They didn’t linger over the breakfast table and were on the road by half-past-nine. Bill waved frantically and blew kisses to Belle and Chris as they pulled gently out of the pub grounds.
“I liked them,” he informed the assembled company. “They were very nice to us. Weren’t they? Anna, can you tell me again how you know them?”
“They are friends of Danny’s. He used to work with Belle in Moscow.”
“So, are they diplomatic people?”
“They aren’t old enough to be retired.”
“No. Retired isn’t a good word. I’d better explain. When you are a civil servant – which is what diplomatic people are called – and you have worked for twenty years you can have a pension. Lots of people take the pension then get another job. That’s what Belle and Chris did. They took their pension and bought the pub.”
“Thanks Anna. I understand now. Can I play my aliens game on your iPad please?”
“Of course you can.”
Sam, who was taking the first stint behind the wheel, grinned at Rod in the passenger seat.
“If the traffic is kind, we should have Bill home by early afternoon. In a lot of ways it’s been a good trip.”
“It has. We going back to Scotland?”
“Not unless you want to. It was only an excuse to spend some time together. And I’d sooner be close to Billy until I have to go back to work. Then you can take him and his brother to the land of the midnight sun…”
“Yeah. That makes sense. I just feel a bit guilty about your holiday.”
“Berk. I’m still having a holiday, and I wouldn’t have missed meeting Bill for the world.”
“Yeah. He is pretty special.” Then he thought for a minute. “I reckon if I phone Patsy she’d wait dinner for us. What say Anna?”
“Why not stick the postcode in the satnag and see what ETA it gives us? It’s set up for campervan speed so it won’t be too far out.”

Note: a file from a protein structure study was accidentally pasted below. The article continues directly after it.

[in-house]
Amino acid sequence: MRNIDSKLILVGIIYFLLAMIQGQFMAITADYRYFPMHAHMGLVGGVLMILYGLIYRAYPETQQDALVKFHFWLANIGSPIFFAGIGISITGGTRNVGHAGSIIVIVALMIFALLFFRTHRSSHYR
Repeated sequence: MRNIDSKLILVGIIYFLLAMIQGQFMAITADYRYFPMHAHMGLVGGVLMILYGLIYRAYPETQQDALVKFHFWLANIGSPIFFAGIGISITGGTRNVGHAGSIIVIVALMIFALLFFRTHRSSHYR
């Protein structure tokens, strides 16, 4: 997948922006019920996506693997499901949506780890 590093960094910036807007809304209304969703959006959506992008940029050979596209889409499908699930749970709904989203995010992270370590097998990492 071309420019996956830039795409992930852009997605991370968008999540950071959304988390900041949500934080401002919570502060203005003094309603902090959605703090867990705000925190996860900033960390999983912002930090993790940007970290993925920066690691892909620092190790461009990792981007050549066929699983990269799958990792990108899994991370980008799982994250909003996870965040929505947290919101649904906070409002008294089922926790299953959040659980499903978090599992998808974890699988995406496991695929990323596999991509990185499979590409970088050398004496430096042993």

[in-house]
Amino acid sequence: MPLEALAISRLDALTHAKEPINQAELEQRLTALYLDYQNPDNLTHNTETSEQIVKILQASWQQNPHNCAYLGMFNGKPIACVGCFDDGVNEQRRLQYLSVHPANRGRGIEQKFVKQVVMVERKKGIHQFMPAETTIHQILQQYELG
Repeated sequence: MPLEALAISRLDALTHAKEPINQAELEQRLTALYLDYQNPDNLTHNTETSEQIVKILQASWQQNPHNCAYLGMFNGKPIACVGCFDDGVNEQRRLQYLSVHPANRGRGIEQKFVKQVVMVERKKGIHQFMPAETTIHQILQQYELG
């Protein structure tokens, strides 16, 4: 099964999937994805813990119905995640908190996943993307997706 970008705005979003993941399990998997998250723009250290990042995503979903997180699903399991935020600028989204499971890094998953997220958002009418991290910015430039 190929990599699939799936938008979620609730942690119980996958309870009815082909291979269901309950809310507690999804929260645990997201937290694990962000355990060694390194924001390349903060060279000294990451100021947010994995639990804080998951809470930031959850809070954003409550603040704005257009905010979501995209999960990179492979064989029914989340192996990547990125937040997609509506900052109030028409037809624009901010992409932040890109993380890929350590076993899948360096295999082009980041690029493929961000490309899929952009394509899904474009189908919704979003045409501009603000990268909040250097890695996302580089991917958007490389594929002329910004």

Rod crouched over the centre console.
“I hate these fucking things. Ah. Got you you bastard! It says we should be there by one o’clock.”
“Right. Now press the blue button on the left, and it’ll tell you if there’s any reported snarl-ups on our route.”
“It says no reported incidents.”
“Well call Pats then. I reckon you’ll be able to last until one-ish. What d’you think Bill?”
“I can wait for Mummy’s cooking. Will you tell her I’m looking forward to seeing her?”
“Yeah. Course I will. Better still I’ll give you my phone and you can call her yourself.”
He passed back his phone. Bill looked at it critically.
“What you been doing to your phone Uncle Rod? It’s a bit mangled.”
“I probably dropped it.”
“He did indeed drop it’ Sam confirmed. “First on the golf course at Gleneagles. Later on a stone floor in a distillery. And those were just the instances I witnessed. Does it still work?”
“It shouldn’t,” Bill said somewhat severely. “He’s very careless with his possessions. But it do… Hello Mummy. It’s me. We’re on the road. Anna’s satnav says we should be there by one o’clock. Can you save us some dinner? What do I want for dinner? Anything you make. Best will be seeing you and Daddy. Have you missed me? I’ve missed you too. Lots. Everyone has been very, very kind. And I’ve had Uncle Rod, and Anna, and Bonnie, and Sam. But I still wanted you. And I’m happy that we’re going to be there soon. Give Daddy and Gandalf kisses from me.”
He ended the call, and for a minute he looked so sad that Anna had to give him a hug.
“What, little man?”
“Mummy was trying very hard not to cry. It must have been so hard for her. I’m very sorry to have caused her so much worry. I shall be glad to give her a big cuddle.”
“Listen Bill,” Anna said firmly “you don’t have anything to be sorry for. It wasn’t your fault.”
She’s right,” Rod confirmed in his deep tones. “Whoever is to blame it most certainly isn’t you.”
“No it isn’t,” Sam put in his two pennorth. “You can’t take the blame for the bad guys. Don’t even think it.”
Anna felt the small shoulders relax under her hands.
“Better?” she asked.
“Yes. Thank you all. You do help me.”
“Good,” Rod growled, “that’s what grown ups are for. Now give me back my much abused phone and go back to splattering aliens.”
Bill giggled a bit, and did as he was bid.